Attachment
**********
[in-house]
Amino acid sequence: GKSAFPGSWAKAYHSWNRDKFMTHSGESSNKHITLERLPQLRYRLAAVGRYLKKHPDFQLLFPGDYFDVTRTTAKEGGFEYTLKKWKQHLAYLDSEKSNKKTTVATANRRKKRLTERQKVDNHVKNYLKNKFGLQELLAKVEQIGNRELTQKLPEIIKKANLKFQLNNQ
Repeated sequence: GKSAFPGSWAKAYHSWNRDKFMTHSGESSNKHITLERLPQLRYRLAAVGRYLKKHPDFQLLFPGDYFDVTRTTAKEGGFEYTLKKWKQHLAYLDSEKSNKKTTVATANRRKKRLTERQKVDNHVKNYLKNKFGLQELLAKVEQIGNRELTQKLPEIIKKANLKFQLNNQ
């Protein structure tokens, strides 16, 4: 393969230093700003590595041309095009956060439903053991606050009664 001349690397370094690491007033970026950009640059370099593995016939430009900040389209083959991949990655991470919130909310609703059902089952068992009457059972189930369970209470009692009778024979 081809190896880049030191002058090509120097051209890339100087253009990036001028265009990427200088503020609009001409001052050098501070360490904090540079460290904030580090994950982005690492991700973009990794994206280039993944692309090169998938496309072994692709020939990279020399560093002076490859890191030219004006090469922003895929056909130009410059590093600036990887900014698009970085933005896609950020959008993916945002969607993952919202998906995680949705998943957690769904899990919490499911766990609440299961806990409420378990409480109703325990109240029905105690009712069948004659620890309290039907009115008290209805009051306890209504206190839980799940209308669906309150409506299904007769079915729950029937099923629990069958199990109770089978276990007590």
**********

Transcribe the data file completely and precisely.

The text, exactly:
[in-house]
Amino acid sequence: GKSAFPGSWAKAYHSWNRDKFMTHSGESSNKHITLERLPQLRYRLAAVGRYLKKHPDFQLLFPGDYFDVTRTTAKEGGFEYTLKKWKQHLAYLDSEKSNKKTTVATANRRKKRLTERQKVDNHVKNYLKNKFGLQELLAKVEQIGNRELTQKLPEIIKKANLKFQLNNQ
Repeated sequence: GKSAFPGSWAKAYHSWNRDKFMTHSGESSNKHITLERLPQLRYRLAAVGRYLKKHPDFQLLFPGDYFDVTRTTAKEGGFEYTLKKWKQHLAYLDSEKSNKKTTVATANRRKKRLTERQKVDNHVKNYLKNKFGLQELLAKVEQIGNRELTQKLPEIIKKANLKFQLNNQ
């Protein structure tokens, strides 16, 4: 393969230093700003590595041309095009956060439903053991606050009664 001349690397370094690491007033970026950009640059370099593995016939430009900040389209083959991949990655991470919130909310609703059902089952068992009457059972189930369970209470009692009778024979 081809190896880049030191002058090509120097051209890339100087253009990036001028265009990427200088503020609009001409001052050098501070360490904090540079460290904030580090994950982005690492991700973009990794994206280039993944692309090169998938496309072994692709020939990279020399560093002076490859890191030219004006090469922003895929056909130009410059590093600036990887900014698009970085933005896609950020959008993916945002969607993952919202998906995680949705998943957690769904899990919490499911766990609440299961806990409420378990409480109703325990109240029905105690009712069948004659620890309290039907009115008290209805009051306890209504206190839980799940209308669906309150409506299904007769079915729950029937099923629990069958199990109770089978276990007590």